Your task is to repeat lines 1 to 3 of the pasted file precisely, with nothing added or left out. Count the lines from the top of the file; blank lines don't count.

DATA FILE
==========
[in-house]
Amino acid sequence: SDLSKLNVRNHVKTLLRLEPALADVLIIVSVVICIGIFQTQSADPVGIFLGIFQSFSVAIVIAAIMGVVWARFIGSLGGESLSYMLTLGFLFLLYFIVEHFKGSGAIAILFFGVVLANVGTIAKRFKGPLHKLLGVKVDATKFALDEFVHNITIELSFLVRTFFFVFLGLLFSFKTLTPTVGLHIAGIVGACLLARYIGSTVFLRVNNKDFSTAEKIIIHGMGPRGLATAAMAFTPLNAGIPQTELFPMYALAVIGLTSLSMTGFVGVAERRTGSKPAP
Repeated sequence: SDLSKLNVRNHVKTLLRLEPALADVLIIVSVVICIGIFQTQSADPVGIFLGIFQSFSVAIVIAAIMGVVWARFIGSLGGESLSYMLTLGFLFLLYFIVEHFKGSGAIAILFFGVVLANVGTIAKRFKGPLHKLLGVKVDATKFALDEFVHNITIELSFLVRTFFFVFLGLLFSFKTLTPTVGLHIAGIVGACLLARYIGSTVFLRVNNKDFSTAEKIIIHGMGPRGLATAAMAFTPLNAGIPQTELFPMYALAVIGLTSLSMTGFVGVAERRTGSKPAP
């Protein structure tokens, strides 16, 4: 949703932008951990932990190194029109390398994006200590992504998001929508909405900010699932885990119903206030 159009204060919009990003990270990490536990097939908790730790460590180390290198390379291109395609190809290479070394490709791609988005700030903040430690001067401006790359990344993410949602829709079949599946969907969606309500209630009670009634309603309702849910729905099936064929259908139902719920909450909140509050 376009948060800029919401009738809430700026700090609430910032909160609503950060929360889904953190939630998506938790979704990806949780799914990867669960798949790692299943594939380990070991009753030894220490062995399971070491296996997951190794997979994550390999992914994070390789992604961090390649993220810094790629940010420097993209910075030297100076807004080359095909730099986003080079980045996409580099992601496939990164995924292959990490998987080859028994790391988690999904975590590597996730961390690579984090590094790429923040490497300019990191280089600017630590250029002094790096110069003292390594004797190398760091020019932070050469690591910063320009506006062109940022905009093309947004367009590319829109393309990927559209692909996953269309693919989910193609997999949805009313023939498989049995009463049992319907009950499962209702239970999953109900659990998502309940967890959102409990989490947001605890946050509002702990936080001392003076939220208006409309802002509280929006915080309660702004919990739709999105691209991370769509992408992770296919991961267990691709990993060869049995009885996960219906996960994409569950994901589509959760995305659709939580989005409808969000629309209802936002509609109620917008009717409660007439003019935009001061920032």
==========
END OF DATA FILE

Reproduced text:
[in-house]
Amino acid sequence: SDLSKLNVRNHVKTLLRLEPALADVLIIVSVVICIGIFQTQSADPVGIFLGIFQSFSVAIVIAAIMGVVWARFIGSLGGESLSYMLTLGFLFLLYFIVEHFKGSGAIAILFFGVVLANVGTIAKRFKGPLHKLLGVKVDATKFALDEFVHNITIELSFLVRTFFFVFLGLLFSFKTLTPTVGLHIAGIVGACLLARYIGSTVFLRVNNKDFSTAEKIIIHGMGPRGLATAAMAFTPLNAGIPQTELFPMYALAVIGLTSLSMTGFVGVAERRTGSKPAP
Repeated sequence: SDLSKLNVRNHVKTLLRLEPALADVLIIVSVVICIGIFQTQSADPVGIFLGIFQSFSVAIVIAAIMGVVWARFIGSLGGESLSYMLTLGFLFLLYFIVEHFKGSGAIAILFFGVVLANVGTIAKRFKGPLHKLLGVKVDATKFALDEFVHNITIELSFLVRTFFFVFLGLLFSFKTLTPTVGLHIAGIVGACLLARYIGSTVFLRVNNKDFSTAEKIIIHGMGPRGLATAAMAFTPLNAGIPQTELFPMYALAVIGLTSLSMTGFVGVAERRTGSKPAP